Under such admissions the justice to whom the motion to confirm the award of the arbitrators was addressed, first denied the motion and vacated the award by an order entered April 9, 1924. Subsequently the learned justice entertained an application for a reargument, and upon the reargument vacated his previous order denying confirmation and granted an order confirming the award. The ground upon which the court below reversed its prior action and finally confirmed the award was that Harry P. Friedman, after said award had been made wherein as a part thereof he was awarded the sum of $891.25, had accepted and cashed a check given him for said amount. ( Matter of Friedman, 123 Misc. 809.) As a matter of fact, when the copy of the award of the arbitrators was left at the residence of Harry P. Friedman on January 29, 1924, it was accompanied by a check payable to his order and signed: "The Friedman Co. David Schwartz, W.H. Friedman," for the amount awarded to him, namely, $891.25. On March 20, 1924, the check was certified and on April 1, 1924, Harry P. Friedman received the avails thereof. The court below held that in accepting the amount thus given him Harry P. Friedman waived any objection to the award and was bound thereby. I am of the opinion that the court erred in holding that, by receiving the amount aforesaid, the award, which prior to that time was without validity, became effective, and that Harry P. Friedman thereby waived all right to object thereto.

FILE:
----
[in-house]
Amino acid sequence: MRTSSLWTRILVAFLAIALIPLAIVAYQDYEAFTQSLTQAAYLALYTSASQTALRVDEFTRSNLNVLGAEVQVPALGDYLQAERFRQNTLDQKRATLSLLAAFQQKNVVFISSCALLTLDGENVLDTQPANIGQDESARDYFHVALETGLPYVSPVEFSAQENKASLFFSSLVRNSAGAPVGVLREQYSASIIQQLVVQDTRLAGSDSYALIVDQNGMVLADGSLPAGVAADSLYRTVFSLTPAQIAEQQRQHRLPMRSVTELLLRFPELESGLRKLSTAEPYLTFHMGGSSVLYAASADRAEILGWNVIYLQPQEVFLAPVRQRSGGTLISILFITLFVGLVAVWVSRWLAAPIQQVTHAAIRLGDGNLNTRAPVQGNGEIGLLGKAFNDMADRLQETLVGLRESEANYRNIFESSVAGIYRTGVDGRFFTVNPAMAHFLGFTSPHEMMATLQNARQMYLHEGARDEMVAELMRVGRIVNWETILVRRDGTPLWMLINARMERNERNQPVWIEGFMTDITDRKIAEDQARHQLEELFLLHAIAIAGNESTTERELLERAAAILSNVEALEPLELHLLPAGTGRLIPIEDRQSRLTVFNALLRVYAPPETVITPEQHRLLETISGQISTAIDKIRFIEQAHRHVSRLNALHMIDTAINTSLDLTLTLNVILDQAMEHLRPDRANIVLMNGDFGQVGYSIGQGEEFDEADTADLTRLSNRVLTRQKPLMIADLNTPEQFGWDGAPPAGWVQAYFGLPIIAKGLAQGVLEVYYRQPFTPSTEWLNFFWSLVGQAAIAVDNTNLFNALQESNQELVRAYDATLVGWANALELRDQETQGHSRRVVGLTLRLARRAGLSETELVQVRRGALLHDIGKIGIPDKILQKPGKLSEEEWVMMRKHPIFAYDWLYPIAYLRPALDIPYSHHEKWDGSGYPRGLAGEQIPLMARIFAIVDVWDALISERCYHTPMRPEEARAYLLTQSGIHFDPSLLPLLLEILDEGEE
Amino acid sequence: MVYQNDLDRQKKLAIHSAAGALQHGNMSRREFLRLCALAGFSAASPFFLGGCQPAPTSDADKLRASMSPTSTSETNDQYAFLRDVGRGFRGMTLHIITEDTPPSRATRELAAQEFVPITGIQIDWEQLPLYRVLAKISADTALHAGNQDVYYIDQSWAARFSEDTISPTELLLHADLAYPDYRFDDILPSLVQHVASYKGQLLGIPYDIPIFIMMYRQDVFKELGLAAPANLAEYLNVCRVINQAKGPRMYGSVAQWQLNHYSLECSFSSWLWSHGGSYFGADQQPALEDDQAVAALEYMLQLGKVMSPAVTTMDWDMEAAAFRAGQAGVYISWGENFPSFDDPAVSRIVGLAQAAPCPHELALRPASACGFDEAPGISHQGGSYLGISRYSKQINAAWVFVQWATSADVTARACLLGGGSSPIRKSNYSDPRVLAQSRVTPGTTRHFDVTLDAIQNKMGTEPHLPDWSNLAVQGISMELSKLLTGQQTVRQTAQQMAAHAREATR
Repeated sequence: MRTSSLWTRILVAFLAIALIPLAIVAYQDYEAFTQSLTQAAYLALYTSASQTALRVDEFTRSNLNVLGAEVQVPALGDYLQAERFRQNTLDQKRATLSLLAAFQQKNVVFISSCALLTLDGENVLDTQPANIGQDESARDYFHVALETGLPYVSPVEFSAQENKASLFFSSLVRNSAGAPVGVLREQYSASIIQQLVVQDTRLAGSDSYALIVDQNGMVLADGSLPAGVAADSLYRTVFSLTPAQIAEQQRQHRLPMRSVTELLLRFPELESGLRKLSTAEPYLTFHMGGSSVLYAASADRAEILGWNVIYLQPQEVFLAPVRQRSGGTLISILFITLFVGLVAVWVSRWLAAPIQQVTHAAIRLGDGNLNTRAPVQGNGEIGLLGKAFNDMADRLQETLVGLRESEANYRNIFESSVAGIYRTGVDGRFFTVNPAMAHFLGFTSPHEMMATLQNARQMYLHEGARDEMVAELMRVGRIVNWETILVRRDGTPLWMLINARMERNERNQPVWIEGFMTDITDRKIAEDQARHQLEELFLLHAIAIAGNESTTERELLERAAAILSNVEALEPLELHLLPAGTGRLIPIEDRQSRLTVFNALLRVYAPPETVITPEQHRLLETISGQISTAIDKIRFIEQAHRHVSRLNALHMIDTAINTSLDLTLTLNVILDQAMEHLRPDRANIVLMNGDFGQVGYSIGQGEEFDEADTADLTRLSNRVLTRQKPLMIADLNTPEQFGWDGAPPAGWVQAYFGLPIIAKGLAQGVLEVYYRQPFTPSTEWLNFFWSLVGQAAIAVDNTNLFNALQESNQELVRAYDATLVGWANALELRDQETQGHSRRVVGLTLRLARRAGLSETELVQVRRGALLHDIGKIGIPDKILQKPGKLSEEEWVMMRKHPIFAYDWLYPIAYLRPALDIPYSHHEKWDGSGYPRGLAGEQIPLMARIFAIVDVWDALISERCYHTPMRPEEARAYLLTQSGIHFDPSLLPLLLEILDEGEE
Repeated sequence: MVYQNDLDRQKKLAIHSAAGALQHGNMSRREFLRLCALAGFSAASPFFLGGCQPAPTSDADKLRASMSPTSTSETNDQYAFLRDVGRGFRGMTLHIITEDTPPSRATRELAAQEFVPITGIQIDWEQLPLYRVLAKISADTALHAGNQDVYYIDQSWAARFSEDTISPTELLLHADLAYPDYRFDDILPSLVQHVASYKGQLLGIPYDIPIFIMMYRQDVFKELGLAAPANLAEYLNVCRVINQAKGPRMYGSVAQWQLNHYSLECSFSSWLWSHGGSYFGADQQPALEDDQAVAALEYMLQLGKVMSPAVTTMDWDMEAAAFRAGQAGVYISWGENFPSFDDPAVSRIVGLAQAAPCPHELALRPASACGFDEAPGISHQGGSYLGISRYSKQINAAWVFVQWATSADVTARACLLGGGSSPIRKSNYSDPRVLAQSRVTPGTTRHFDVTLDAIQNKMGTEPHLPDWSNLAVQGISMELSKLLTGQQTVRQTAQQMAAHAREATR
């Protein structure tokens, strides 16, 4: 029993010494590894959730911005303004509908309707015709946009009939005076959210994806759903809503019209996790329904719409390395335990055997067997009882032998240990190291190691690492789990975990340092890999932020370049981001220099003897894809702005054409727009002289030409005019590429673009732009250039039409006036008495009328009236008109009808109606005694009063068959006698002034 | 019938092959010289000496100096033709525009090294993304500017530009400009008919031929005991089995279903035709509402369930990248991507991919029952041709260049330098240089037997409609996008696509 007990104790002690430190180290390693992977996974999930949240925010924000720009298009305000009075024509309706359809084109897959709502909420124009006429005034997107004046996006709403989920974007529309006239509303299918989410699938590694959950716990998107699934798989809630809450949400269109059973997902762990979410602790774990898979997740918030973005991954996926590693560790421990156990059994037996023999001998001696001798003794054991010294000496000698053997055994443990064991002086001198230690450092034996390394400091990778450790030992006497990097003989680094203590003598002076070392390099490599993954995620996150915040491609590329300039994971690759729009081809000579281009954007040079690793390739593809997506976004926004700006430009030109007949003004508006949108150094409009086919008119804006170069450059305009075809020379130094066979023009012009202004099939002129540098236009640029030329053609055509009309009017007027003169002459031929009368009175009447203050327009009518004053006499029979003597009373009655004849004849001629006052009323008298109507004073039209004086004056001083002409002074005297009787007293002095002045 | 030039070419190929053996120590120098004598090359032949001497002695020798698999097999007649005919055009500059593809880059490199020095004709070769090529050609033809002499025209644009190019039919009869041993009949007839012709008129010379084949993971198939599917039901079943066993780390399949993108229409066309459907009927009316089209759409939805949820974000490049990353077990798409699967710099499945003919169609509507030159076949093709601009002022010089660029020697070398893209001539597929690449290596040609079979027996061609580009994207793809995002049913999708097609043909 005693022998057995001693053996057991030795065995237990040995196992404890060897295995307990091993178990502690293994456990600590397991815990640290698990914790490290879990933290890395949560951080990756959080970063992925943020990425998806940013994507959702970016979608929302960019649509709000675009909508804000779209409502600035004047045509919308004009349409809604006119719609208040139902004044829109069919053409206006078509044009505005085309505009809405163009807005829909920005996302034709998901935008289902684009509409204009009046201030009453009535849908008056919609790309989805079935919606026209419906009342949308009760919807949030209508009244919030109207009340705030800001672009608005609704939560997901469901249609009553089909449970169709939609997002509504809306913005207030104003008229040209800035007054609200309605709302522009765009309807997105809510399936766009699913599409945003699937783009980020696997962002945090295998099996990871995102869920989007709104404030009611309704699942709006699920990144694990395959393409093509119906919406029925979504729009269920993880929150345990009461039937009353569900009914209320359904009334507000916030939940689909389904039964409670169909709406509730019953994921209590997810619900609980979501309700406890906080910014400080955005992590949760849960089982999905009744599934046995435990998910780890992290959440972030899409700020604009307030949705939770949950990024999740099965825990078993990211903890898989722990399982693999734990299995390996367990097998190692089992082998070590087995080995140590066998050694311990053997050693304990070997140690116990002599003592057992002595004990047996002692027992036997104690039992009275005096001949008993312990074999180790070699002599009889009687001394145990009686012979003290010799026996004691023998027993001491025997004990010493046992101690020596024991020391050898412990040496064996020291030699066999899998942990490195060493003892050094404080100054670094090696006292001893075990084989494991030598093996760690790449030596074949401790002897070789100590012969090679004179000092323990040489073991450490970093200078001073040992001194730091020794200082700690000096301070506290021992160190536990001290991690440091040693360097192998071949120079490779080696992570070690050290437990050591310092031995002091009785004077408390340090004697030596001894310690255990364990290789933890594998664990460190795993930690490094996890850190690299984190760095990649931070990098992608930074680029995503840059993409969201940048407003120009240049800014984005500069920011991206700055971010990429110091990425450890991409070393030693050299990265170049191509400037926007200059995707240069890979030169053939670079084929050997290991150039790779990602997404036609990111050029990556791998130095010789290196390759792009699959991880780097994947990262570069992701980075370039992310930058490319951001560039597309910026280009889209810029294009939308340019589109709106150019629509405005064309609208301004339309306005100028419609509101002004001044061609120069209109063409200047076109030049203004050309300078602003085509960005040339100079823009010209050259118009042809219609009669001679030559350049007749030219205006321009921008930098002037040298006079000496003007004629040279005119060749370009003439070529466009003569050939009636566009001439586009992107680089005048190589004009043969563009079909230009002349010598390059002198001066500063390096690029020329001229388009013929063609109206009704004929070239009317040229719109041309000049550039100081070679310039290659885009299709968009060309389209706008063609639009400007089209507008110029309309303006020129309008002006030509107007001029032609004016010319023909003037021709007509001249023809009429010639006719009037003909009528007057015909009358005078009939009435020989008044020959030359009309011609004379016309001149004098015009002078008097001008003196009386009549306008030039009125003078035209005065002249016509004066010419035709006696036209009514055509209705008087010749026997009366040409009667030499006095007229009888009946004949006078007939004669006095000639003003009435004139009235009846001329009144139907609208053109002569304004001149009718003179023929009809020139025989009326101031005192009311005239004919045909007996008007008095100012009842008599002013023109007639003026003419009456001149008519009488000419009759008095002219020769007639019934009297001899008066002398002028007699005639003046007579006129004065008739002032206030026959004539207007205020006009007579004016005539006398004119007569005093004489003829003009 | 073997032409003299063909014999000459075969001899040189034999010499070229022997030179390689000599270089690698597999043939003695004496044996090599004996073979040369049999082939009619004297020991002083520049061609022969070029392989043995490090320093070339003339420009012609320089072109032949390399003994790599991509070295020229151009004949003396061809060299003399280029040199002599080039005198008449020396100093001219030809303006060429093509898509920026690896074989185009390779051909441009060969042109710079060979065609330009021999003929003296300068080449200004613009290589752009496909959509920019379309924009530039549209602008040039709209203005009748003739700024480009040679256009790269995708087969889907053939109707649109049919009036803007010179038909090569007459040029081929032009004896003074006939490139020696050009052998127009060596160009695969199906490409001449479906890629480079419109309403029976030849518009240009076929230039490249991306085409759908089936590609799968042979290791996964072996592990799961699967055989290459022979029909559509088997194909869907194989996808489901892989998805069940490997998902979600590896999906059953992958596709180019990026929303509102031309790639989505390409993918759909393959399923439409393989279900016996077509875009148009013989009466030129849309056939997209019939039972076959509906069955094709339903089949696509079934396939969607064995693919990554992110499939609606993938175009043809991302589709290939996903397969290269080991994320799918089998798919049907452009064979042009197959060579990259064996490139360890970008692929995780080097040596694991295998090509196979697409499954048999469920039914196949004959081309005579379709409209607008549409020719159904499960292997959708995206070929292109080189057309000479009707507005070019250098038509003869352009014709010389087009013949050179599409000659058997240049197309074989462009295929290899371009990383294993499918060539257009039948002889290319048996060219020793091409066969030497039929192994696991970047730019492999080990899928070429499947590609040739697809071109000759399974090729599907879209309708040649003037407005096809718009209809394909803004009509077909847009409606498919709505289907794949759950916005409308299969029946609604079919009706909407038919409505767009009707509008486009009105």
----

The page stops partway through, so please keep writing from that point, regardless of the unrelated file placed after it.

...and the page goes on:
I am of the opinion that because of asking and receiving from one of the parties, namely, Morris A. Friedman, the loan of $5,000 during the pendency of the arbitration, the arbitrator William H. Friedman became disqualified from serving further as arbitrator. The law is well settled that arbitrators exercise judicial functions, and while not eo nomine judges, they are, in fact, judicial officers and bound by the same rules as govern such officers ( Matter of A.E. Fire Ins. Co. v. N.J. Ins. Co., 240 N.Y. 398, 405). In Fudickar v. Guardian Mutual Life Ins. Co. ( 62 N.Y. 392) it was said (at p. 399): "The arbitrator is a judge appointed by the parties; he is by their consent invested with judicial functions in the particular case; he is to determine the right as between the parties in respect to the matter submitted, and all questions of fact or law upon which the right depends are, under a general submission, deemed to be referred to him for decision. The court possesses no general supervisory power over awards, and if arbitrators keep within their jurisdiction their award will not be set aside because they have erred in judgment either upon the facts or the law." And as was said in Matter of Fletcher ( 237 N.Y. 440, 447), referring to provisions of law with reference to arbitration proceedings: "These provisions are appropriate to proceedings where parties substitute judges of their own choice for judges chosen by the State in the determination of disputes otherwise cognizable by the courts alone * * *." It was said in Oakley v. Aspinwall ( 3 N.Y. 547, 552): "The law and the reasons which uphold it apply to the judges of every court in the State, from the lowest to the highest." In the Aspinwall case it was argued that respondent, having requested the judge to sit, could not thereafter object. This contention was dismissed on the ground that jurisdiction could not be conferred by consent. And further the Court of Appeals said: "But where no jurisdiction exists by law it cannot be conferred by consent — especially against the prohibitions of a law, which was not designed merely for the protection of the party to a suit, but for the general interests of justice."